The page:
I keep getting "pushback" from people in the mortgage industry and elsewhere, especially related to my Youtube Videos, with all sorts of claims that "we can't go after all the fraud in the mortgage business - get over it", along with similar missives.
Folks, you need to understand something very clearly, because Bernnake and the rest of the policymakers have laid out the truth for you - if you care to listen.
Fully 2/3rds of credit provided in our economic system is non-bank lending.
That is, it is hedge funds, sovereign wealth funds, pension funds, insurance companies and both foreign and domestic private investors who have extra capital they do not need at the moment, and they are willing to lend that money into the economy.
These are the buyers of securitized debt instruments.
This market is closed.
Both ASF (American Securitization Forum) and Federal Reserve statistics say that there has been essentially no securitized debt issuance over the last six months.
That market is closed because this class of investors was gang raped by the pernicious and outrageous fraud up and down the line within the market.
Arguing over whether the banks are responsible for not verifying information provided (they are), automated approvals are responsible (they are), ratings agencies are responsible for being essentially purchased rubber stamps (they are) or borrowers who fraudulently overstated income and understated debt (they are) misses the point.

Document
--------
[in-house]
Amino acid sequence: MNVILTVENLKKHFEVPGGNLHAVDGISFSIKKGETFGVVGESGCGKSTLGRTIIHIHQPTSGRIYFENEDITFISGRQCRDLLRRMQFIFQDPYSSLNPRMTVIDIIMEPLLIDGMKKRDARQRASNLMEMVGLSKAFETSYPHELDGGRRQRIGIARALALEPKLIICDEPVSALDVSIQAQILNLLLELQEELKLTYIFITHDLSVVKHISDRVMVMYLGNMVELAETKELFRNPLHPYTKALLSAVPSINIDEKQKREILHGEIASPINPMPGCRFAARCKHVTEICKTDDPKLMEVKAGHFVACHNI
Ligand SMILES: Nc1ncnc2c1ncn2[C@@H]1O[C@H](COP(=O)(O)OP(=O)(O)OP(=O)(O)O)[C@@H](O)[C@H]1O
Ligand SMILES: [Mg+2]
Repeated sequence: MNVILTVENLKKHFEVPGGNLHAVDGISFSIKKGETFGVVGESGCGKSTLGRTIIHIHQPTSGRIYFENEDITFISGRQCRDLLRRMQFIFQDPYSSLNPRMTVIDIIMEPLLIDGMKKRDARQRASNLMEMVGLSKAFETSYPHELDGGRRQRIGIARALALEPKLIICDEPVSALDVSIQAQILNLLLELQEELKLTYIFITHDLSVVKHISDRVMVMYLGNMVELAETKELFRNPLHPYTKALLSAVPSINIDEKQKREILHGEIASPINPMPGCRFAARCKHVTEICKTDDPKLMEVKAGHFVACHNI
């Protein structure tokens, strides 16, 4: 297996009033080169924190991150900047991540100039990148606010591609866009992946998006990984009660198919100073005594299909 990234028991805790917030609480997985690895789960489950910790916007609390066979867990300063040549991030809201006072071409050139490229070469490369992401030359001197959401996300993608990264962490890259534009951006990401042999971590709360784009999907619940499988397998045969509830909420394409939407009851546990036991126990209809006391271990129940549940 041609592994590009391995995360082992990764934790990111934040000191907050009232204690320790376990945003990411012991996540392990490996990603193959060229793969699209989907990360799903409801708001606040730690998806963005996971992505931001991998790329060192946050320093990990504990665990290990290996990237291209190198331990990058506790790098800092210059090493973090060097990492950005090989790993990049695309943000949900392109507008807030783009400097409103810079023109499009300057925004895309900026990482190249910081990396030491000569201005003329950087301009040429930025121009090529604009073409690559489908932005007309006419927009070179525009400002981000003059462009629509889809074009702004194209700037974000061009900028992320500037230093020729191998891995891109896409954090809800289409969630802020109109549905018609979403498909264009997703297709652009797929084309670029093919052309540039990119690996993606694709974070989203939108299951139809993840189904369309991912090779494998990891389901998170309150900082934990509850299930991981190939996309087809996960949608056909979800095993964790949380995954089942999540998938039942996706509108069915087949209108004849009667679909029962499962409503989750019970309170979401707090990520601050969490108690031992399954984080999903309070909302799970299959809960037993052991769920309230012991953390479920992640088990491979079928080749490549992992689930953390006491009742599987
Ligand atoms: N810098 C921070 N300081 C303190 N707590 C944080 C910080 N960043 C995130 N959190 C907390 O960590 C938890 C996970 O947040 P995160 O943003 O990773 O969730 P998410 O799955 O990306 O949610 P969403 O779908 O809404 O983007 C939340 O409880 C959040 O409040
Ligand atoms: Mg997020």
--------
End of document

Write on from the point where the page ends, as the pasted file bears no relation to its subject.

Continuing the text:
The point is that all of these factors are in fact elements of fraud.
All of these are willful and knowing misrepresentation - either by omission or commission - of the risks and true credit profile of the collateral, borrower's character and capacity, market assumptions used in modeling or all of the above.
The fact of the matter is that this 2/3rds of the credit provided to our market has left and is not coming back until the misrepresentation ends and they can be assured that it will not happen again.
That is, these people are demanding their pound of flesh using the most powerful weapon they have - their checkbook.
As just one of many examples:
Feb. 20 (Bloomberg) -- Asian investors won’t buy debt and mortgage-backed securities from Fannie Mae and Freddie Mac until they carry explicit U.S. guarantees, similar to those given on bonds issued by Bank of America Corp. or Citigroup Inc.
And why should they?
These investors got boned. Repeatedly. In the non-agency market they didn't just get boned they got gang*****d, with losses in some cases on CDOs and similar being 100%.
These events are not supposed to happen, according to risk modeling. And if the risk model actually had put into it the quality of underwriting (none), the verification of income and assets (none), a realistic model of credit growth and asset prices (ha!) and similar, it wouldn't have - because there would have been no competitive market for those securities at the prices asked.
The argument that this was all "the bank's fault" is simply not true. The blame is spread across the curve - the fact that your local bank has no guard does not give license to someone that desires to come in and rob it; in that case we penalize the bank but we still lock up the bank robber.